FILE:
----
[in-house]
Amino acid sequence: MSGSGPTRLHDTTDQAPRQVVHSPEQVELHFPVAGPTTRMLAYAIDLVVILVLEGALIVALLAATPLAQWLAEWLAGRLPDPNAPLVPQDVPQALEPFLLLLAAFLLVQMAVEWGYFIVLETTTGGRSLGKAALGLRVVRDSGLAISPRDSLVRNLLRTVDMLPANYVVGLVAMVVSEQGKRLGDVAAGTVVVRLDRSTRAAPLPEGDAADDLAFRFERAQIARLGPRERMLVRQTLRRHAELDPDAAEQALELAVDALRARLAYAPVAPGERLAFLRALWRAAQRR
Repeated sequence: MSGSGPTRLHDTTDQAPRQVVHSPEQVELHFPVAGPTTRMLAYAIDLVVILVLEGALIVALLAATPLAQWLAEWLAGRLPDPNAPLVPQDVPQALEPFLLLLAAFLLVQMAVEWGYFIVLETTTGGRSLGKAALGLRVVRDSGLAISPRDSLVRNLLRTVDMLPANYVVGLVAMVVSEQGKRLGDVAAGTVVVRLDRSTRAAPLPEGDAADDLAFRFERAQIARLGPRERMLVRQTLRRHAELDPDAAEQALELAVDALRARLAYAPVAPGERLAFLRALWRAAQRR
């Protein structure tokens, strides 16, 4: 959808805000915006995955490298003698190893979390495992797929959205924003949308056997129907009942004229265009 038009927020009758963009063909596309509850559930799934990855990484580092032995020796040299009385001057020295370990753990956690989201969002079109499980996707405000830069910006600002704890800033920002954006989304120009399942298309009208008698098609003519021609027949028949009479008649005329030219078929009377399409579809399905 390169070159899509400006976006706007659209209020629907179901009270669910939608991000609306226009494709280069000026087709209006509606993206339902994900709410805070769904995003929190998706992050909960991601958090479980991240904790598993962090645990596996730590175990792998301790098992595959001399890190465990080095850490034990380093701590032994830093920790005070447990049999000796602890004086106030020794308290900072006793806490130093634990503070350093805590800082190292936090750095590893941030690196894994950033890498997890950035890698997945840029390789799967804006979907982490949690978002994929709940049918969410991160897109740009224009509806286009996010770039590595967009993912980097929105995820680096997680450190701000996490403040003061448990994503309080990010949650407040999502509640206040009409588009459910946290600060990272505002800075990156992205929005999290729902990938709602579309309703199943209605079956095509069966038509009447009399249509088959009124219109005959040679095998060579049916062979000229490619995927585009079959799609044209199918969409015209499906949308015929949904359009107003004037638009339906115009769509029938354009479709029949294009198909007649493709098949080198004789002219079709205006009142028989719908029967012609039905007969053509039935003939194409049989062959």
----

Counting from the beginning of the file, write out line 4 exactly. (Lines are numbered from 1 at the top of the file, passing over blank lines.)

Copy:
């Protein structure tokens, strides 16, 4: 959808805000915006995955490298003698190893979390495992797929959205924003949308056997129907009942004229265009 038009927020009758963009063909596309509850559930799934990855990484580092032995020796040299009385001057020295370990753990956690989201969002079109499980996707405000830069910006600002704890800033920002954006989304120009399942298309009208008698098609003519021609027949028949009479008649005329030219078929009377399409579809399905 390169070159899509400006976006706007659209209020629907179901009270669910939608991000609306226009494709280069000026087709209006509606993206339902994900709410805070769904995003929190998706992050909960991601958090479980991240904790598993962090645990596996730590175990792998301790098992595959001399890190465990080095850490034990380093701590032994830093920790005070447990049999000796602890004086106030020794308290900072006793806490130093634990503070350093805590800082190292936090750095590893941030690196894994950033890498997890950035890698997945840029390789799967804006979907982490949690978002994929709940049918969410991160897109740009224009509806286009996010770039590595967009993912980097929105995820680096997680450190701000996490403040003061448990994503309080990010949650407040999502509640206040009409588009459910946290600060990272505002800075990156992205929005999290729902990938709602579309309703199943209605079956095509069966038509009447009399249509088959009124219109005959040679095998060579049916062979000229490619995927585009079959799609044209199918969409015209499906949308015929949904359009107003004037638009339906115009769509029938354009479709029949294009198909007649493709098949080198004789002219079709205006009142028989719908029967012609039905007969053509039935003939194409049989062959």